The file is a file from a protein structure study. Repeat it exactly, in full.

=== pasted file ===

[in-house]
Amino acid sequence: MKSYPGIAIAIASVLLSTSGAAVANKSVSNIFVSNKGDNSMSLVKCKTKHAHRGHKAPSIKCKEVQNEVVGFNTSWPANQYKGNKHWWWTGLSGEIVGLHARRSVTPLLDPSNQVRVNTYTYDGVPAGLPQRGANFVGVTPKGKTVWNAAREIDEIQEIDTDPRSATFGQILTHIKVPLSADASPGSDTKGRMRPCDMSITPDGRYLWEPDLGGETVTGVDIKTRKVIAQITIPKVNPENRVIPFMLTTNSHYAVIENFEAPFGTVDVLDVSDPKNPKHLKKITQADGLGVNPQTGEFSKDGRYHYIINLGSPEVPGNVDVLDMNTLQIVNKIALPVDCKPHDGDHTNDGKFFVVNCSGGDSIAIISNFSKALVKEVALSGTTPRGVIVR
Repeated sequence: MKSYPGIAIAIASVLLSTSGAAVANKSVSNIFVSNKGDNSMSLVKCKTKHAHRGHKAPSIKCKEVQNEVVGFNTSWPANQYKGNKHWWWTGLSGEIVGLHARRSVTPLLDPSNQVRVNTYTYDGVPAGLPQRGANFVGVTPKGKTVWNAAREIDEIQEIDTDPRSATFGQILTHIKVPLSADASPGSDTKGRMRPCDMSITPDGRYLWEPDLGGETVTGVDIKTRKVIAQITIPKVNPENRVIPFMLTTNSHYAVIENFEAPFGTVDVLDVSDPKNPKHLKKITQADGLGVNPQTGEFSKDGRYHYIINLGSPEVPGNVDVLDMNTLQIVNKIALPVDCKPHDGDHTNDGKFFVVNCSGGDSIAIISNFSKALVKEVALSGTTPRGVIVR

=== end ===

[in-house]
Amino acid sequence: MKSYPGIAIAIASVLLSTSGAAVANKSVSNIFVSNKGDNSMSLVKCKTKHAHRGHKAPSIKCKEVQNEVVGFNTSWPANQYKGNKHWWWTGLSGEIVGLHARRSVTPLLDPSNQVRVNTYTYDGVPAGLPQRGANFVGVTPKGKTVWNAAREIDEIQEIDTDPRSATFGQILTHIKVPLSADASPGSDTKGRMRPCDMSITPDGRYLWEPDLGGETVTGVDIKTRKVIAQITIPKVNPENRVIPFMLTTNSHYAVIENFEAPFGTVDVLDVSDPKNPKHLKKITQADGLGVNPQTGEFSKDGRYHYIINLGSPEVPGNVDVLDMNTLQIVNKIALPVDCKPHDGDHTNDGKFFVVNCSGGDSIAIISNFSKALVKEVALSGTTPRGVIVR
Repeated sequence: MKSYPGIAIAIASVLLSTSGAAVANKSVSNIFVSNKGDNSMSLVKCKTKHAHRGHKAPSIKCKEVQNEVVGFNTSWPANQYKGNKHWWWTGLSGEIVGLHARRSVTPLLDPSNQVRVNTYTYDGVPAGLPQRGANFVGVTPKGKTVWNAAREIDEIQEIDTDPRSATFGQILTHIKVPLSADASPGSDTKGRMRPCDMSITPDGRYLWEPDLGGETVTGVDIKTRKVIAQITIPKVNPENRVIPFMLTTNSHYAVIENFEAPFGTVDVLDVSDPKNPKHLKKITQADGLGVNPQTGEFSKDGRYHYIINLGSPEVPGNVDVLDMNTLQIVNKIALPVDCKPHDGDHTNDGKFFVVNCSGGDSIAIISNFSKALVKEVALSGTTPRGVIVR